c.8 two senses of law, normative and descriptive and, correlatively, between two senses of laws of thought (Denkgesetzt), as normative laws of how one should think and as descriptive laws of how one actually thinks (Frege, 1893: XV; Husserl, 1900 : 67);
d Psychologism leads to unacceptable consequences because it necessarily implies relativism.
d.1 Relativism contradicts the very idea of truth and ends up taking all meaning away from it by untying it from the principle of identity and non-contradiction and admitting that something may be true for some and not for others (be about species, be about individuals) (Husserl, 1900 : 124–5).
d.2 A being who did not accept the principle of identity would not possess another logic, but would simply be considered insane (Frege, 1893: XVI).
d.3 Relativism necessarily leads to scepticism and it contains a nonsense because it denies its own conditions of affirmation and also the assumptions of its intelligibility (Frege, 1897 : 45–6; Husserl, 1900 : 129–30).
e Psychologism relies on false assumptions, mainly concentrated on its erroneous conception of subjectivity, being able, of course, to vary what is understood by such falsehood, ranging from the ‘naturalisation’ of consciousness (the consideration of consciousness as a natural object) to the unquestioned presupposition of the immanence principle (Natorp, 1888: 88f.; 1918: 432–3; Frege, 1893: XIXf.; Husserl, 1900 : 6–7; 1911 : 8f., 17f.).
Due to the fact that the controversy surrounding psychologism was not reduced to a denial or affirmation of abstract entities, but necessarily led to the question of the possibility of apprehension of them, it is understandable that criticism of psychologism is prolonged in a non-arbitrary way in the proposal of a new theory of subjectivity, which takes into account the requirements of anti-psychologism. An essential aspect of it will be to show that the anti-psychologism does not face dualism as an insurmountable problem (Natorp, 1888, 1912a; Husserl, 1900 ).
Based on the above, we arrive at an essential point to correctly understand the discussion about psychologism, namely that its systematic structure cannot be reduced to mere conceptual distinctions or purely formal argumentative chains, because the development of a theory of subjectivity was essentially linked to the question of its correct description and, eventually, of the explanation of the appropriate methodological principles for such description. It is no coincidence that Husserlian phenomenology arises and remains linked throughout its development to the question of psychologism. The Prolegomena cannot be considered as a closed unit in themselves, for they are only the first volume of LUs. Forgetting this leads to the famous and misguided criticism that Husserl rejects psychologism in the first volume, to fall back to it in the second. To give a concrete example of what we are saying, note that, from the purely conceptual distinction between two senses of Vorstellung, we proceed to the establishment of a descriptive difference between act and content, between content and object, to the complication of structure analysis of content, distinguishing real and ideal content, content as an object of the act and as a mediator of the relationship to the object, etc. Criticism of the idea of evidence is an important aspect of an alternative description of subjectivity too. Husserl’s case being paradigmatic of what we say, it is, certainly, not the only one (Moore, 1903: 25).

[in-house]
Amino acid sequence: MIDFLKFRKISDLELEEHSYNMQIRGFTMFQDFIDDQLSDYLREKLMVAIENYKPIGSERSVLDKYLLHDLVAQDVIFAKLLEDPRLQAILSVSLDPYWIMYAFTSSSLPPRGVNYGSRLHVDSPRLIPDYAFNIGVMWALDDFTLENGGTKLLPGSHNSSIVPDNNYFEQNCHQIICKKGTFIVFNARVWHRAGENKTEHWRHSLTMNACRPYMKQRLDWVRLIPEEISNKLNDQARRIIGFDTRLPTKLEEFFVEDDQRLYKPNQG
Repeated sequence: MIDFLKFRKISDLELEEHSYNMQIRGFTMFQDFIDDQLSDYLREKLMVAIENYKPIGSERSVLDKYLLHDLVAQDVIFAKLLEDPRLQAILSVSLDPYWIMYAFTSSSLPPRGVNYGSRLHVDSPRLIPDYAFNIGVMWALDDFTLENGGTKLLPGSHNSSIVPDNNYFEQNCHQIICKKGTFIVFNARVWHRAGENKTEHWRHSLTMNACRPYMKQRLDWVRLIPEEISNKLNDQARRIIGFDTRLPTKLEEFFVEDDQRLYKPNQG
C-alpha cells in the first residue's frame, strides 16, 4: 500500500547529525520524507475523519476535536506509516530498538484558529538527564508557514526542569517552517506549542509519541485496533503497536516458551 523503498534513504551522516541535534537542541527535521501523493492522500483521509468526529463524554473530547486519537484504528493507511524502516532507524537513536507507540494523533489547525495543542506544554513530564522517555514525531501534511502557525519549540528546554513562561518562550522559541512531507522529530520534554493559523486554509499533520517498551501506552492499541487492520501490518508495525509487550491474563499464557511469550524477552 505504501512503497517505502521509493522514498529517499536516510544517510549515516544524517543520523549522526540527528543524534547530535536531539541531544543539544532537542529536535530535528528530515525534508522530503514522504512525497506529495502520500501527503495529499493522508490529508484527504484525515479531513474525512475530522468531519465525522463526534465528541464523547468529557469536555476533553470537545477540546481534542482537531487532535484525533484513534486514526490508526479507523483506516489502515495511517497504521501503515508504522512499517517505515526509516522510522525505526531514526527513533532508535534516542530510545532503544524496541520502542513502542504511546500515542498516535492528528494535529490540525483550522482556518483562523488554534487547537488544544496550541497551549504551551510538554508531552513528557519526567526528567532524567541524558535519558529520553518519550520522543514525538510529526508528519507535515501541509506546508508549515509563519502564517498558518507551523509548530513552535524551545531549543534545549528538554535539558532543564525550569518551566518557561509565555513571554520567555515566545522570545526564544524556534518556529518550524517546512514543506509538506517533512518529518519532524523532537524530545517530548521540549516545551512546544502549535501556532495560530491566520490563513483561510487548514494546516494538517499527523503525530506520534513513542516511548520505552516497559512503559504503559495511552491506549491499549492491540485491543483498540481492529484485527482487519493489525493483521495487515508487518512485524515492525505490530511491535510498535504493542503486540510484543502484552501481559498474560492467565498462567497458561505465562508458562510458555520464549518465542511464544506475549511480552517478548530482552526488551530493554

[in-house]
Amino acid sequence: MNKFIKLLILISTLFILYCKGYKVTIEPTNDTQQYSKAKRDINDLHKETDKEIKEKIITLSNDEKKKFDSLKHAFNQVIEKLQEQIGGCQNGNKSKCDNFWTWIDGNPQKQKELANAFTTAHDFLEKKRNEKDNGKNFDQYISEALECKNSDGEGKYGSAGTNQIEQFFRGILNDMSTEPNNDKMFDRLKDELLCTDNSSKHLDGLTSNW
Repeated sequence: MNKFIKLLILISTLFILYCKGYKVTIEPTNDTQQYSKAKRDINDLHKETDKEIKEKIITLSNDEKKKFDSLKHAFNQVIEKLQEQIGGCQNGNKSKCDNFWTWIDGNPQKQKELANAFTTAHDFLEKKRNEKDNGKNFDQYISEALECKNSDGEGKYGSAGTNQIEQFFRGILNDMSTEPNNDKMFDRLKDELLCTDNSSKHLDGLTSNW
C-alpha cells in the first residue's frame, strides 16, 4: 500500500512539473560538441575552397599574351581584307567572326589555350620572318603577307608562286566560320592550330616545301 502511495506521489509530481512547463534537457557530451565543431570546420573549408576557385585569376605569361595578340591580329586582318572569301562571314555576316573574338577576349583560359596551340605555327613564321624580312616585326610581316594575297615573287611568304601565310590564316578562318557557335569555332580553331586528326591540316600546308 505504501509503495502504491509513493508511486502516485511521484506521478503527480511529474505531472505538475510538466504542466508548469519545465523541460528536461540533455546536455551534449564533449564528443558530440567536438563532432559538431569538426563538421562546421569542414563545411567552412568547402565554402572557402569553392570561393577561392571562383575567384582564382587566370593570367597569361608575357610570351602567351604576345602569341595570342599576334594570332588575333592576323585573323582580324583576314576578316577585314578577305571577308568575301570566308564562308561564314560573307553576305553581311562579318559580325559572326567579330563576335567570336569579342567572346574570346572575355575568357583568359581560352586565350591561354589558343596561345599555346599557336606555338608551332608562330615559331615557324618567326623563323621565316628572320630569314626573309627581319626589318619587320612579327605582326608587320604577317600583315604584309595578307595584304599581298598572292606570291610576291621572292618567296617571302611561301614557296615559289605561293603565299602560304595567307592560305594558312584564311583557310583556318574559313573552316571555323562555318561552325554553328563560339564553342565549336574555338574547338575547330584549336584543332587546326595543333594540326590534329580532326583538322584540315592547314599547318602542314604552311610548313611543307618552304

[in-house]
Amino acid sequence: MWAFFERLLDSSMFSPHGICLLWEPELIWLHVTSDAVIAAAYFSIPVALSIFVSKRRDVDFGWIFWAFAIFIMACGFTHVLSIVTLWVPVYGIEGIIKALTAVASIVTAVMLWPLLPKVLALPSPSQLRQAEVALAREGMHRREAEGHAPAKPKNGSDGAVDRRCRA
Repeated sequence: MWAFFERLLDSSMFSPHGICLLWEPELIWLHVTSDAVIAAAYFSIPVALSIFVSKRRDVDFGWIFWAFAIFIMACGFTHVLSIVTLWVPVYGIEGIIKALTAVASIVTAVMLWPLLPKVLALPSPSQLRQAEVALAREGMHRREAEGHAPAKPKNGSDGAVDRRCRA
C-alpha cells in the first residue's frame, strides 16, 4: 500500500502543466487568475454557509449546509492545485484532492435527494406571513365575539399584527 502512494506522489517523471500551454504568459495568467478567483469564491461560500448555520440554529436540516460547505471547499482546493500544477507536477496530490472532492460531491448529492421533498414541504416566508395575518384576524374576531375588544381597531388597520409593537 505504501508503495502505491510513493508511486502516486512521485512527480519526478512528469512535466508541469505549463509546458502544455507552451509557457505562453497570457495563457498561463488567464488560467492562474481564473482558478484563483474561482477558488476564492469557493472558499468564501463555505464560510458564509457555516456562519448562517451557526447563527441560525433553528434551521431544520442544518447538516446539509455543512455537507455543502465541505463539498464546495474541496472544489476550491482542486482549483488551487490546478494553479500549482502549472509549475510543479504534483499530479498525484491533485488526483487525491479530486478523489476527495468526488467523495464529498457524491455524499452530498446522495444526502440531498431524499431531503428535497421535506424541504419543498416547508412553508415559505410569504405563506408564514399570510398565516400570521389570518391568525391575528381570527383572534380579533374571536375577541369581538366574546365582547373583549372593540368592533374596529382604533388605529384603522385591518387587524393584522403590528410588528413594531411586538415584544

Porta, Mario González. Arguments and counterarguments. Psychologism, 2020, doi:10.4324/9780415249126-DC121-1. Routledge Encyclopedia of Philosophy, Taylor and Francis, https://www.rep.routledge.com/articles/thematic/psychologism/v-1/sections/arguments-and-counterarguments.